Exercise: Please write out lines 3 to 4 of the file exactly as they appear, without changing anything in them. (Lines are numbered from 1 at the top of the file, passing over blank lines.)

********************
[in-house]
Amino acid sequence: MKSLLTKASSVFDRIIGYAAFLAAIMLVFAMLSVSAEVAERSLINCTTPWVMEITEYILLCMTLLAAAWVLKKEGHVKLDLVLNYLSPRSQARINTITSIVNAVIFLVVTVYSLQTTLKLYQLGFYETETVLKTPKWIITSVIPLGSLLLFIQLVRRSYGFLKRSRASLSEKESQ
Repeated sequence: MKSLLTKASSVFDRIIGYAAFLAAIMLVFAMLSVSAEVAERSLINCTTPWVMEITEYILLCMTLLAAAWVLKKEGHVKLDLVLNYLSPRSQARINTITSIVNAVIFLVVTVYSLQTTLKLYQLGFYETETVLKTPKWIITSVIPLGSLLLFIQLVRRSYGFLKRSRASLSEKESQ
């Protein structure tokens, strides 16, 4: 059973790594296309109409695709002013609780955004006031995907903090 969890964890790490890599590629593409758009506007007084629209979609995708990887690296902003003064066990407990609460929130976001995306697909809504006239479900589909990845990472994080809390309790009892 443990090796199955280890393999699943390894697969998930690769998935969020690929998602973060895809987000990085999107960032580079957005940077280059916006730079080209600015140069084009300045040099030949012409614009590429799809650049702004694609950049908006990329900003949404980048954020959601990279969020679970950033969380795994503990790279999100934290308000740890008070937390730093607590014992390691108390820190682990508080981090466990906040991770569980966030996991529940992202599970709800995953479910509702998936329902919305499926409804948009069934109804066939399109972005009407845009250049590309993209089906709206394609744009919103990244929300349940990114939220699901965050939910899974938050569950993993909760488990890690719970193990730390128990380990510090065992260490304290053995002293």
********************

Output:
Repeated sequence: MKSLLTKASSVFDRIIGYAAFLAAIMLVFAMLSVSAEVAERSLINCTTPWVMEITEYILLCMTLLAAAWVLKKEGHVKLDLVLNYLSPRSQARINTITSIVNAVIFLVVTVYSLQTTLKLYQLGFYETETVLKTPKWIITSVIPLGSLLLFIQLVRRSYGFLKRSRASLSEKESQ
């Protein structure tokens, strides 16, 4: 059973790594296309109409695709002013609780955004006031995907903090 969890964890790490890599590629593409758009506007007084629209979609995708990887690296902003003064066990407990609460929130976001995306697909809504006239479900589909990845990472994080809390309790009892 443990090796199955280890393999699943390894697969998930690769998935969020690929998602973060895809987000990085999107960032580079957005940077280059916006730079080209600015140069084009300045040099030949012409614009590429799809650049702004694609950049908006990329900003949404980048954020959601990279969020679970950033969380795994503990790279999100934290308000740890008070937390730093607590014992390691108390820190682990508080981090466990906040991770569980966030996991529940992202599970709800995953479910509702998936329902919305499926409804948009069934109804066939399109972005009407845009250049590309993209089906709206394609744009919103990244929300349940990114939220699901965050939910899974938050569950993993909760488990890690719970193990730390128990380990510090065992260490304290053995002293």